An improved model to predict the effects of changing biodiversity levels on ecosystem function
Correspondence author. E-mail: firstname.lastname@example.org
- The development of models of the relationship between biodiversity and ecosystem function (BEF) has advanced rapidly over the last 20 years, incorporating insights gained through extensive experimental work. We propose Generalised Diversity-Interactions models that include many of the features of existing models and have several novel features. Generalised Diversity-Interactions models characterise the contribution of two species to ecosystem function as being proportional to the product of their relative abundances raised to the power of a coefficient θ.
- A value of θ < 1 corresponds to a stronger than expected contribution of species' pairs to ecosystem functioning, particularly at low relative abundance of species.
- Varying the value of θ has profound consequences for community-level properties of BEF relationships, including: (i) saturation properties of the BEF relationship; (ii) the stability of ecosystem function across communities; (iii) the likelihood of transgressive overyielding.
- For low values of θ, loss of species can have a much greater impact on ecosystem functioning than loss of community evenness.
- Generalised Diversity-Interactions models serve to unify the modelling of BEF relationships as they include several other current models as special cases.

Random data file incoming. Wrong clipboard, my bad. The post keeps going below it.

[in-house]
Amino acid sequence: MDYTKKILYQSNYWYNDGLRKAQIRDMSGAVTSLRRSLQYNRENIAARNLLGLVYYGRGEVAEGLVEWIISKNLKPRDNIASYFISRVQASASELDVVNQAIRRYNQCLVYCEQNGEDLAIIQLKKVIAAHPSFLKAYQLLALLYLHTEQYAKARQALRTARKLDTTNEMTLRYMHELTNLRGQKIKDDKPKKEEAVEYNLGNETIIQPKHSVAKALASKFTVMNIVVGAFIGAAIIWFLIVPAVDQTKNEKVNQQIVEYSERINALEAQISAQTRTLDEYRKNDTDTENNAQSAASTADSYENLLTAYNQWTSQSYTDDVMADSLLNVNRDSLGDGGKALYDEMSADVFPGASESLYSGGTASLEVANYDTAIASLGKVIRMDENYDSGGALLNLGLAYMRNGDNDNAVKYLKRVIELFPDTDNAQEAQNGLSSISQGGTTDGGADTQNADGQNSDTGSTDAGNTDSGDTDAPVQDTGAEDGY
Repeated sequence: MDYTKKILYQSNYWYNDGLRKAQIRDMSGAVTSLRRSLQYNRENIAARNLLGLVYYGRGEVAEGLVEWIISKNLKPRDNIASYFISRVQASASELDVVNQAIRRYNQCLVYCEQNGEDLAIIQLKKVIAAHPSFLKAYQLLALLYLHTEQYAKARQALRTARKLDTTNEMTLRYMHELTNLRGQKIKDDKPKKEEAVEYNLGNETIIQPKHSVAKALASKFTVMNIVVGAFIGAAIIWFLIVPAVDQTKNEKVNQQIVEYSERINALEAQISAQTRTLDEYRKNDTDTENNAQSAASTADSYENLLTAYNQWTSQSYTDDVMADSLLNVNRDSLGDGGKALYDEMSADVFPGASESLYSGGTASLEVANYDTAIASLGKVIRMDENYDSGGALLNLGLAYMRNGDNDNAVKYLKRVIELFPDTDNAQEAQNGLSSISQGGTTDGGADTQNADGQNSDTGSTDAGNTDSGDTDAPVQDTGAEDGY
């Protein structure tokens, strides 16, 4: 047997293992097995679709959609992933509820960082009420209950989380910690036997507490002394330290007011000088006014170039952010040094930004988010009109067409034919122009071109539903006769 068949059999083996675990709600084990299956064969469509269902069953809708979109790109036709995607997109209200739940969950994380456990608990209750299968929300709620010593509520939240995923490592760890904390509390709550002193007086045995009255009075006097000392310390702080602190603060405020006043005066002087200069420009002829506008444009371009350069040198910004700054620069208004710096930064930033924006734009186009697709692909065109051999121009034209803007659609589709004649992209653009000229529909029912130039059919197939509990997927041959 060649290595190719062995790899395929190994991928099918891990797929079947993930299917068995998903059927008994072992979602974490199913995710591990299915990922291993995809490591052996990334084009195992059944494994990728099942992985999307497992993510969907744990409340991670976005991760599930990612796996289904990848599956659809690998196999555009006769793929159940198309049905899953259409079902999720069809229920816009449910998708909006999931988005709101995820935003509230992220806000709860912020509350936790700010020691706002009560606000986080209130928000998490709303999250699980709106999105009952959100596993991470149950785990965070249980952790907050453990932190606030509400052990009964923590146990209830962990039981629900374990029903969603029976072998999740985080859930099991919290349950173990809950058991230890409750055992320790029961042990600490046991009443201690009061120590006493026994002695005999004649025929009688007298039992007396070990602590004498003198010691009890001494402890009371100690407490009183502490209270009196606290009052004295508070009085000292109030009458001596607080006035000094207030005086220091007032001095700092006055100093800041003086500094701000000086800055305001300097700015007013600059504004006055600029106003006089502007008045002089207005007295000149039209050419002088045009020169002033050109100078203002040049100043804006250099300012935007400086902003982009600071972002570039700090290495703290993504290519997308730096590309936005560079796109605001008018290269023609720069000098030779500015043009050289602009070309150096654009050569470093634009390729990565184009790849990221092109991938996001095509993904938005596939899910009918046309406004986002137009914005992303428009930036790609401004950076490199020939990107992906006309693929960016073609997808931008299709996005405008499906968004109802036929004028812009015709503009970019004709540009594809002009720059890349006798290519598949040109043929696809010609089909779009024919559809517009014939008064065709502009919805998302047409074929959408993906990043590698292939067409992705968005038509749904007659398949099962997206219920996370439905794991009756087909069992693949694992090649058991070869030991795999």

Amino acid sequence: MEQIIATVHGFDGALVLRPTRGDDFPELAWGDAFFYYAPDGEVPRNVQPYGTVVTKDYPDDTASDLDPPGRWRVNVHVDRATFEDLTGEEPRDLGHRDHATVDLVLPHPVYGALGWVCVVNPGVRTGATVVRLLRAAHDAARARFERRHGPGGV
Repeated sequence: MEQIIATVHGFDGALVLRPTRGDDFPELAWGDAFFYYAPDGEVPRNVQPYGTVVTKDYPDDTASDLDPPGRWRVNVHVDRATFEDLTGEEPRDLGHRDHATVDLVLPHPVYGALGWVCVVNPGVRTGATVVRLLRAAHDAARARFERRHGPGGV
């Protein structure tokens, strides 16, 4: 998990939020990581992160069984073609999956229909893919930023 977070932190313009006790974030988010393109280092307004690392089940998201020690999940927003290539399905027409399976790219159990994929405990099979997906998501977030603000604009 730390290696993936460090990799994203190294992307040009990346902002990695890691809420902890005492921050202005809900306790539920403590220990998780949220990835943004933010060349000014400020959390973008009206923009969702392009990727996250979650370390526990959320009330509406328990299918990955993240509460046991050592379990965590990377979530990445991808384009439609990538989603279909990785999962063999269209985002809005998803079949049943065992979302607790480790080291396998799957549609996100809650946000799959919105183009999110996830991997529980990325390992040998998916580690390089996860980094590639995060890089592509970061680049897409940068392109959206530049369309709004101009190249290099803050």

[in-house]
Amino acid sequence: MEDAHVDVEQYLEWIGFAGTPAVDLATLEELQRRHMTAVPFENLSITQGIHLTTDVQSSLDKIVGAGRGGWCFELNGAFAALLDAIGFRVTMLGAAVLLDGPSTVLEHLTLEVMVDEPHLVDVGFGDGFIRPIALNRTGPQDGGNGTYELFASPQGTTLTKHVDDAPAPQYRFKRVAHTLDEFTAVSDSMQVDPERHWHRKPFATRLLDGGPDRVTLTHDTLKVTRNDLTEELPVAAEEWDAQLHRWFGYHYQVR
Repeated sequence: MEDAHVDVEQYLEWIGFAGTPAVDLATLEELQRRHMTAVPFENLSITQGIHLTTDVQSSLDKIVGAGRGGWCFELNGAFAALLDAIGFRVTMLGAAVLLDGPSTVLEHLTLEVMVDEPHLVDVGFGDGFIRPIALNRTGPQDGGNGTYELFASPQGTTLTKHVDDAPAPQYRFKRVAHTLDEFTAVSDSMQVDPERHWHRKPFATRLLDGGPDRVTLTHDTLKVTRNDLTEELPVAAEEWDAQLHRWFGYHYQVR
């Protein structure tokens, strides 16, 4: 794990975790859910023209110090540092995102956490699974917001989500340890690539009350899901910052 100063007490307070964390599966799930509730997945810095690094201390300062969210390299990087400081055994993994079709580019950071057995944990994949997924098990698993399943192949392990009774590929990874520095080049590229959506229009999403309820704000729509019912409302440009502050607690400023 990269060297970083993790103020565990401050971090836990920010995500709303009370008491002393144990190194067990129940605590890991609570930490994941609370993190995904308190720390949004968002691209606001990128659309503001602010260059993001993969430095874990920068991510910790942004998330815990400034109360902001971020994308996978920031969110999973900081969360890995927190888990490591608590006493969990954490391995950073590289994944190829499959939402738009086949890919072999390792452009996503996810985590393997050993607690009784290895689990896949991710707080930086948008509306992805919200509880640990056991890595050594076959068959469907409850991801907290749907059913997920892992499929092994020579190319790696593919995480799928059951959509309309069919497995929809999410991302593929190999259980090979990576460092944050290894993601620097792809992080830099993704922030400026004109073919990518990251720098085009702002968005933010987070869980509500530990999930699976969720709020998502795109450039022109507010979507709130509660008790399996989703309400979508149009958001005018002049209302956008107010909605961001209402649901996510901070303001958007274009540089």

- Generalised Diversity-Interactions models were applied to seven data sets and three functions: total biomass (five grassland experiments), community respiration (one bacterial experiment) and nitrate leaching (one earthworm experiment). They described all the nonrandom structure in the data in six experiments, and most of it in the seventh experiment and so fit as well or better than competing BEF models for these data. They were significantly better than Diversity-Interactions models in five experiments.
- Synthesis. We show that Generalized Diversity-Interactions models quantitatively integrate several methods that separately address effects of species richness, evenness and composition on ecosystem function. They describe empirical data at least as well as alternative models and improve the ability to quantitatively test among several theoretical and practical hypotheses about the effects of biodiversity levels on ecosystem function. They improve our understanding of important aspects of the relationship between biodiversity (evenness and richness) and ecosystem function (BEF), which include saturation, effects of species loss, the stability of ecosystem function and the incidence of transgressive overyielding.